March 27, 2002 -- A new device promises to unclog the brains of people with Alzheimer's disease. It worked in a small study. Now it's jumped to a large-scale test.
Here's the theory. As people age, the spinal fluid that washes the brain flows less freely. If a person has Alzheimer's disease, the flow is twice as slow. The fluid gets stagnant and fills with toxic materials -- including the tangled fibers that clump into the plaque that clogs the brain of Alzheimer's patients. Increasing the flow is supposed to wash this goop away.
One way to do this is to install a drain in the brain. A Stanford University research team has invented a new shunting device that does just that.
It works great in mice. To see if it might work in people, the researchers enlisted 29 patients with mild to moderate Alzheimer's disease. By random selection, 15 of the patients got shunt implants and 14 did not. All continued on their regular Alzheimer's drugs. After a year, there was a big difference between the two groups.
"The kind of difference we saw was two to three times greater than has been shown in any of the trials for drug therapies the FDA later approved," Dawn McGuire, MD, tells WebMD. McGuire, a Stanford neurologist, is president and CEO of Eunoe Inc., the company formed to market the shunt.
The trial results -- reported last year at a neurosurgery conference -- showed that the shunt was pretty safe. Nobody had the life-threatening over-drainage of fluid seen in older shunts used to treat water on the brain. Only one patient had an infection because of the shunt, and that was successfully treated.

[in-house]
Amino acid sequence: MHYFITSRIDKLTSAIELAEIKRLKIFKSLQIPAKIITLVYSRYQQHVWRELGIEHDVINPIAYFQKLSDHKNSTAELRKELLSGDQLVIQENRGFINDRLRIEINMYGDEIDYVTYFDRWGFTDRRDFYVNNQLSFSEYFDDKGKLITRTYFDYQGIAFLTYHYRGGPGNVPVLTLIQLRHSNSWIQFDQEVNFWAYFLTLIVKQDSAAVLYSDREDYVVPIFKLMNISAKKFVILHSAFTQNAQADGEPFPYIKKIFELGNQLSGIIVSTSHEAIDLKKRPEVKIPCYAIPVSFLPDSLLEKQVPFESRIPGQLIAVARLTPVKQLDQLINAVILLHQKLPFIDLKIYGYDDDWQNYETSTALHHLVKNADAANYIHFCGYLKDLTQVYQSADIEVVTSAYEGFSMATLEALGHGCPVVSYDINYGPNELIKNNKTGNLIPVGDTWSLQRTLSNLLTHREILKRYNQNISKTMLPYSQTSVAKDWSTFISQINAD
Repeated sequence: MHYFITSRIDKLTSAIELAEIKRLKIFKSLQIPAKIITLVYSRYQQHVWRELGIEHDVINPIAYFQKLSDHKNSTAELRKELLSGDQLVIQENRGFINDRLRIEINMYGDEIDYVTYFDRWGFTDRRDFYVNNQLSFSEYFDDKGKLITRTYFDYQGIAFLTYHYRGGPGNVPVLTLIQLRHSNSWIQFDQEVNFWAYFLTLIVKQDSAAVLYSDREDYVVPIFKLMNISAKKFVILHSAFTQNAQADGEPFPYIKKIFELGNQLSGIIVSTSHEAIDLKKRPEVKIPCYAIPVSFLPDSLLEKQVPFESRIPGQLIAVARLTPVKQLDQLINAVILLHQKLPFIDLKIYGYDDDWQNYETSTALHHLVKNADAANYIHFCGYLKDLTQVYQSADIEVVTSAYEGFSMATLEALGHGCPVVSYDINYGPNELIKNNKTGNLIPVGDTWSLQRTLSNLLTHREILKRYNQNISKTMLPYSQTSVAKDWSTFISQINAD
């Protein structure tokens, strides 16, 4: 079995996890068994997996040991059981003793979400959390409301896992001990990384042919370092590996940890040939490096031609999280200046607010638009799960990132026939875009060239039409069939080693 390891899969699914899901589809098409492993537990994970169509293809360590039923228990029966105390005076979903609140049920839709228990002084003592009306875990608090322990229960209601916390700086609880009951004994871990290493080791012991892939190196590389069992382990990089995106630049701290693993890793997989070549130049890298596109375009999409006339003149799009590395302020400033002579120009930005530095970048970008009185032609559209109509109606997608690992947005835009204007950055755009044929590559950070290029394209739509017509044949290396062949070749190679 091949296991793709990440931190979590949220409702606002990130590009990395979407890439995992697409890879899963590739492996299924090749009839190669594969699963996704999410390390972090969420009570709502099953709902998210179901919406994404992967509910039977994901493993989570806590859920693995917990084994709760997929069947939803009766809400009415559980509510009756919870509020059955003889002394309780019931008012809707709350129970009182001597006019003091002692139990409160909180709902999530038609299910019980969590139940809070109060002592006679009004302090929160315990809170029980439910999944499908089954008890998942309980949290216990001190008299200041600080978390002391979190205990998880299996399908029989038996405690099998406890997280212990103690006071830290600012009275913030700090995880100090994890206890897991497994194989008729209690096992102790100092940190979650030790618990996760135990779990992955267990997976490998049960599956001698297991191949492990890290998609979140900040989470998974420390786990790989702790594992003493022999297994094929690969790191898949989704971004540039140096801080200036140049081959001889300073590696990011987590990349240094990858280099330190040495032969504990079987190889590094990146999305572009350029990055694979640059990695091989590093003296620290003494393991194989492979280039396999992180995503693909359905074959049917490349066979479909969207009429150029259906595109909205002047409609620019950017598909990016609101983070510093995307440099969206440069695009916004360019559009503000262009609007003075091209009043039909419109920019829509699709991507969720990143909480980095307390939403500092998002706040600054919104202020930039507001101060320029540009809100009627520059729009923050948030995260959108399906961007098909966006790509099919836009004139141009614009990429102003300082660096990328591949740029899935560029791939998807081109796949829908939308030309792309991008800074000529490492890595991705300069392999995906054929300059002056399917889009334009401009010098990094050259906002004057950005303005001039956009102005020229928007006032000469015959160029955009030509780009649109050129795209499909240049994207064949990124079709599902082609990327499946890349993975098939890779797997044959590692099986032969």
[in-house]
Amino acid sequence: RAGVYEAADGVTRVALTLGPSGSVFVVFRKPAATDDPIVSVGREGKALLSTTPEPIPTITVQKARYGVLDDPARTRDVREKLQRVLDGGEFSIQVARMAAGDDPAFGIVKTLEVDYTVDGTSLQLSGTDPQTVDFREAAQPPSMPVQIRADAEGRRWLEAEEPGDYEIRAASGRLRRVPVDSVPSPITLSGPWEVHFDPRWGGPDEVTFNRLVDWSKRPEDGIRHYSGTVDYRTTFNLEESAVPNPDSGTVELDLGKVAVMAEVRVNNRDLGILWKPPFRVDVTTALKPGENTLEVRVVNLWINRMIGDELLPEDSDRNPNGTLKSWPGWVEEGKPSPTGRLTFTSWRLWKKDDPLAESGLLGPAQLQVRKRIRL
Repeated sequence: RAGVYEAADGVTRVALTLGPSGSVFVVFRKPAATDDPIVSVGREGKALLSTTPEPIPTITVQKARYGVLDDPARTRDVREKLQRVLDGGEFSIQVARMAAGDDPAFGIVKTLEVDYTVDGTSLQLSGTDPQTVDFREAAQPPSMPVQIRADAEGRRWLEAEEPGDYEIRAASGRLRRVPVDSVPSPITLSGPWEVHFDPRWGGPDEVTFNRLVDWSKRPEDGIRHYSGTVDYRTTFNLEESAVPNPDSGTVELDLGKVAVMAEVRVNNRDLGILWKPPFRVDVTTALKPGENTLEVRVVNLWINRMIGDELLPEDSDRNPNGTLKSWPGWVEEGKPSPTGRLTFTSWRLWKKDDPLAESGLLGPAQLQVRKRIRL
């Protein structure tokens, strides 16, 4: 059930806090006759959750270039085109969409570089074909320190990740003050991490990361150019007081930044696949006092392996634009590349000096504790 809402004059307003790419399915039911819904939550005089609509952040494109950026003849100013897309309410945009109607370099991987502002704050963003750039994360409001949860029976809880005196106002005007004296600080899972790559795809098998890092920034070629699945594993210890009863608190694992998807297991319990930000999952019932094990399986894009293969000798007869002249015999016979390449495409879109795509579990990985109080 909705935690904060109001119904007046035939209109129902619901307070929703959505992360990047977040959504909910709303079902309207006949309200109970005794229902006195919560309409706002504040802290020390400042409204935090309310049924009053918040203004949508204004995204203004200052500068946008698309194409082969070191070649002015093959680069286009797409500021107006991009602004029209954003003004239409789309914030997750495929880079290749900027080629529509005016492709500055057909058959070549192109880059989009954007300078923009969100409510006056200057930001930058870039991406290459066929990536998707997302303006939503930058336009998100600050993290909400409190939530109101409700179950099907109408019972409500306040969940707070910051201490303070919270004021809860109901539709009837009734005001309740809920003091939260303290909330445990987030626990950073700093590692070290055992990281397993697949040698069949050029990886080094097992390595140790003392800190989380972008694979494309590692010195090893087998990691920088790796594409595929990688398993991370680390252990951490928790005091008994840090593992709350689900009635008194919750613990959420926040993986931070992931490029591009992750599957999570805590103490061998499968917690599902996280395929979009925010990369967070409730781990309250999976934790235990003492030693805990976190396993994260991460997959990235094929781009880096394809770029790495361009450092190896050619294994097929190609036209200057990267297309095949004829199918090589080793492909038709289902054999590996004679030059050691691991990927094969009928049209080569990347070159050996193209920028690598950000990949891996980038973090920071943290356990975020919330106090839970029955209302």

Best of all, the device seemed to be effective. More than a third of the patients who got the shunt had improved mental function. There was no improvement in any patient who didn't get a shunt. Not everyone with a shunt implant got better, but far fewer deteriorated. Deteriorating mental function was seen 60% of the control group but only in 27% of the shunt patients.
Neurologist Allan Levey, MD, PhD, is director of the Emory/Morehouse Alzheimer's Disease Center.
"One hopes that reducing [plaque] would improve function," Levey tells WebMD. "Ultimately that is the goal, but the first step is to arrest the relentless progression of Alzheimer's disease."
Exciting as they are, the early findings don't prove anything. That's why Eunoe is sponsoring a larger trial that will enroll 250 patients at some 25 U.S. medical centers. Emory is one of those centers.
"We are looking for people with typical Alzheimer's disease who are stabilized on their medications," Levey tells WebMD. "People have to understand this is a procedure that -- while safe -- has possible complications such as infection. Or the shunt might stop working. There are no promises: this is research. We don't know whether it will work or not."
The surgery to place the device -- called the CogniShunt -- is fairly quick. Patients usually leave the hospital the day after the shunt is installed.
"It is a small tube, like a thin straw placed into the brain," Levey says. "There is a small opening in the skull, and then the tube is placed under the skin of scalp and gets tunneled under the skin to the abdomen, where the fluid drains into the gut. It's a very routine surgery for neurosurgeons."
People interested in the study can call Eunoe Inc. at (888) 4-MYMIND.